Corruption in Canada’s mining industry is worse than in some African and Latin American countries, says a new survey from the Fraser Institute.
Alberta, British Columbia, Quebec, Nunavut and the Northwest Territories all ranked in the survey as more corrupt than Chile and Botswana. The remaining provinces and territories ranked better than any developing country, but were still seen as more corrupt than many U.S. and Australian jurisdictions.
The study notes that Chile and Botswana have the fastest-growing resource sectors on their respective continents, suggesting a link between economic growth and lack of corruption.
The Northwest Territories ranked as the most corrupt in Canada, with fully 16 per cent of respondents saying corruption would keep them from investing in the area.
Sweden, Norway and Finland, as well as the U.S. states of Minnesota and Missouri, were ranked as the least corrupt in the survey that looked at 93 countries and sub-national areas and surveyed 802 mining companies worldwide.
Most of the developing world, and some developed countries such as Poland and Spain, ranked worse than any Canadian province.
It’s a surprising result that suggests some Canadian jurisdictions may have a way to go in ensuring confidence in their mining sectors, and it indicates that controversies surrounding Canadian mining companies may go beyond concerns about their operations abroad.
“It’s clearly a concern, though a concern amongst a minority of miners,” survey co-ordinator Fred McMahon told the Globe and Mail. “I doubt there’s big money passing hands, but it might be a favour here or a favour there. … It’s something that plagues mining companies around the world.”
The report does not cite examples of corruption in Canadian mining. But concerns have traditionally centred around Canadian companies’ activities abroad. Mining firms have often been criticized for their links to resource-fuelled wars in Africa.
Bribery is seen as being among the most common problems. Last year, Calgary-based Niko Resources agreed to pay a $9.5-million fine after admitting it bribed a Bangladeshi government minister. Under Canada’s Corruption of Foreign Public Officials Act, it is illegal for Canadian companies to bribe officials anywhere in the world.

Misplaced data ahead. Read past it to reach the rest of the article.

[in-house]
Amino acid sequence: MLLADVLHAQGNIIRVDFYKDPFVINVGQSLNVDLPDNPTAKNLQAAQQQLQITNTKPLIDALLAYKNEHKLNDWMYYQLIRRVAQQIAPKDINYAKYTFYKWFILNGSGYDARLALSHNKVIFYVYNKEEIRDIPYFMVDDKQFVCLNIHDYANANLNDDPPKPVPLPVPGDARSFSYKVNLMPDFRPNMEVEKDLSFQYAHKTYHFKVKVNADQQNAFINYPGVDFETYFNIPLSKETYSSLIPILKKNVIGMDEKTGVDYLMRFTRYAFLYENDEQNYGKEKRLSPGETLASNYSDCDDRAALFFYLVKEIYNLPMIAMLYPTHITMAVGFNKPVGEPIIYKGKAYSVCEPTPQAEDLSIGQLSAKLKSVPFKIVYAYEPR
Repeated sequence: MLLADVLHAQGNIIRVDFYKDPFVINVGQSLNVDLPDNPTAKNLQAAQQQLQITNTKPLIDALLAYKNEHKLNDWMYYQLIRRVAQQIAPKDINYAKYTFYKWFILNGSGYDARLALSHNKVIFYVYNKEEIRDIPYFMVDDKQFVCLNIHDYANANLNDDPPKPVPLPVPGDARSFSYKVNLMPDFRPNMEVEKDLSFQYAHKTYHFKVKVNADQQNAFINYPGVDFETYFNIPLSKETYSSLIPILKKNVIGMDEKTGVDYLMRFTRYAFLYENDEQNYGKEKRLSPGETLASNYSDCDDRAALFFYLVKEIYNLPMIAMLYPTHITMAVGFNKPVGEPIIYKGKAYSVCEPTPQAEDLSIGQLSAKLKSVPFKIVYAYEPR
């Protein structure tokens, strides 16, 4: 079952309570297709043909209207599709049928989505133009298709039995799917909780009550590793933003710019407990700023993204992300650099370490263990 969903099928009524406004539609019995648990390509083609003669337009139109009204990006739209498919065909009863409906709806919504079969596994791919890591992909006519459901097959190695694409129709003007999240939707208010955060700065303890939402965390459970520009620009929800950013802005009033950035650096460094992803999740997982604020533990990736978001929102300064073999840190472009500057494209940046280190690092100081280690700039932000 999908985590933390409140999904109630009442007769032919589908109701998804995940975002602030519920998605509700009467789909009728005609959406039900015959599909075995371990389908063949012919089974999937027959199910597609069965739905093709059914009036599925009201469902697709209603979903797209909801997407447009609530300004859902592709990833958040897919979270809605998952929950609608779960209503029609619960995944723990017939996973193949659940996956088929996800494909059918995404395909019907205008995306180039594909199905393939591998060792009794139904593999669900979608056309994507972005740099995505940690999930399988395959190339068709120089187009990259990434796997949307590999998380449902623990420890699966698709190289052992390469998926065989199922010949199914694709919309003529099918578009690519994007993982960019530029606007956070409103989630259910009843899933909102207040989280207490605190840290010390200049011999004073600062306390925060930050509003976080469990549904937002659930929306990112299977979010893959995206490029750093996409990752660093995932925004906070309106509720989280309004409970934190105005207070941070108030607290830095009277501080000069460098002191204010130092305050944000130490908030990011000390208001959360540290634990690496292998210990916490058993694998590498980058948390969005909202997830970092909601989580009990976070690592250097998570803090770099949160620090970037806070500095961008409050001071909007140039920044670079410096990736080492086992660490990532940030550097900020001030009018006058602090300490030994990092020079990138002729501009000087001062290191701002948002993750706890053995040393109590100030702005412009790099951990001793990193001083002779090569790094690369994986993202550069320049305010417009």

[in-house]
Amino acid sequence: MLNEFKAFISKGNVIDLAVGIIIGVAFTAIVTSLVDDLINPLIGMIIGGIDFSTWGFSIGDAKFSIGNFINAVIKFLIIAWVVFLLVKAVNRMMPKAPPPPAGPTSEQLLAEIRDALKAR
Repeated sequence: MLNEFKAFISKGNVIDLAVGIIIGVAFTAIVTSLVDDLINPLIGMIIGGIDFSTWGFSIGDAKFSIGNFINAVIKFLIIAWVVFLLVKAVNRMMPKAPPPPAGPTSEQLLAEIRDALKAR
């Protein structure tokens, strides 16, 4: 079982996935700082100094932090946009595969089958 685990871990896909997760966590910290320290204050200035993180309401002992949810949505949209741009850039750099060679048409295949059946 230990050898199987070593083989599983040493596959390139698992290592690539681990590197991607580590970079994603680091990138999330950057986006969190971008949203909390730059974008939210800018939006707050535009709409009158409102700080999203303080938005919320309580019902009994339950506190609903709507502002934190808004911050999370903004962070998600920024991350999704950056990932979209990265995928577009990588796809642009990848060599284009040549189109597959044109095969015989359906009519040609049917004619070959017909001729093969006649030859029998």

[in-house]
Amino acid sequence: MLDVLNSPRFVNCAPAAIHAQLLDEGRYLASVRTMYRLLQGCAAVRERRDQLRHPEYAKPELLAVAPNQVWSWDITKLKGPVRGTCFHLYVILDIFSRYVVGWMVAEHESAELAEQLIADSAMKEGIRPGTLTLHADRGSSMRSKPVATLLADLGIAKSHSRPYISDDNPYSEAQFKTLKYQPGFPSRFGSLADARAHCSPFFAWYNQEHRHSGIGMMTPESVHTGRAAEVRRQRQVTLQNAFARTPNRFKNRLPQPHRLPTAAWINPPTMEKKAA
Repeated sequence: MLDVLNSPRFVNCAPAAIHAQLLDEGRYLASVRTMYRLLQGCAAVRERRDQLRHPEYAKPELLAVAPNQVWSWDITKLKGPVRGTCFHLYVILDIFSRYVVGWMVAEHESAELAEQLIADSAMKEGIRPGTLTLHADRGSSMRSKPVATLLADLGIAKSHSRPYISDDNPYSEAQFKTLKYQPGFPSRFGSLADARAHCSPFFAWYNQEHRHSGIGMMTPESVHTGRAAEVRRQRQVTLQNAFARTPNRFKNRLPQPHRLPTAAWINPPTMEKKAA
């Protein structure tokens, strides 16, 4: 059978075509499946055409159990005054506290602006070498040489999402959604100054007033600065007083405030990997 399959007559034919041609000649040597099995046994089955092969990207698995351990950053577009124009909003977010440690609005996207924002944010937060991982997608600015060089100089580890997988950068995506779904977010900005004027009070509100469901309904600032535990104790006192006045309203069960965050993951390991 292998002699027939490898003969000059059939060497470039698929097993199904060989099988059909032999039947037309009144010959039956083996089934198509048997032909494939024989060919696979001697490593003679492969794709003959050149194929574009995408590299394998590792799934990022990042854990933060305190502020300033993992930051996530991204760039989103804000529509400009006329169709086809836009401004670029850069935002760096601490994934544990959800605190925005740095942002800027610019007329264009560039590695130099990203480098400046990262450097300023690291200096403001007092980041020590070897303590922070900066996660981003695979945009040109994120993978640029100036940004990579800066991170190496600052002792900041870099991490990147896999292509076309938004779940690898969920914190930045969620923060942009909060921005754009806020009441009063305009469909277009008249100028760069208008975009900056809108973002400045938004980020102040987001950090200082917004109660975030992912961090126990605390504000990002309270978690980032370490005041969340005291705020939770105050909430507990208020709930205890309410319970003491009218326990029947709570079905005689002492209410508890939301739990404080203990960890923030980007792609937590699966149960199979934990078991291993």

In another case, the RCMP raided the offices of Calgary-based Blackfire Exploration last year as part of an investigation into allegations the company bribed Mexican officials to suppress dissent against an open pit mine in Chiapas. In 2009, three men linked to Blackfire were arrested for the murder of an anti-mining activist.
“This tragic outcome can be traced directly to the Harper government’s refusal to end the impunity currently enjoyed by Canadian mining companies,” Council of Canadians chair Maude Barlow said at the time.
But in a 2009 report on corruption in mining, Ernst & Young reported that heavy regulation may also be to blame. Mining is among the most heavily regulated industries in the world, and “as a result, officials who have the power to block, delay or frustrate a project may attempt to solicit bribes for the benign exercise of that power.”
The report also suggests that corruption may not be worth it, financially.
“The impact of such activities can seriously degrade a company’s share price and potentially trigger costly shareholder or other litigation,” the report stated. “Furthermore, the time spent by management in attending to investigations, press inquiries or regulatory processes can distract management from the business of developing or operating a mineral property, or exploring for new properties.”
Canada's mining sector was worth $54 billion to Canada's economy in 2010, amounting to 4.4 per cent of GDP.
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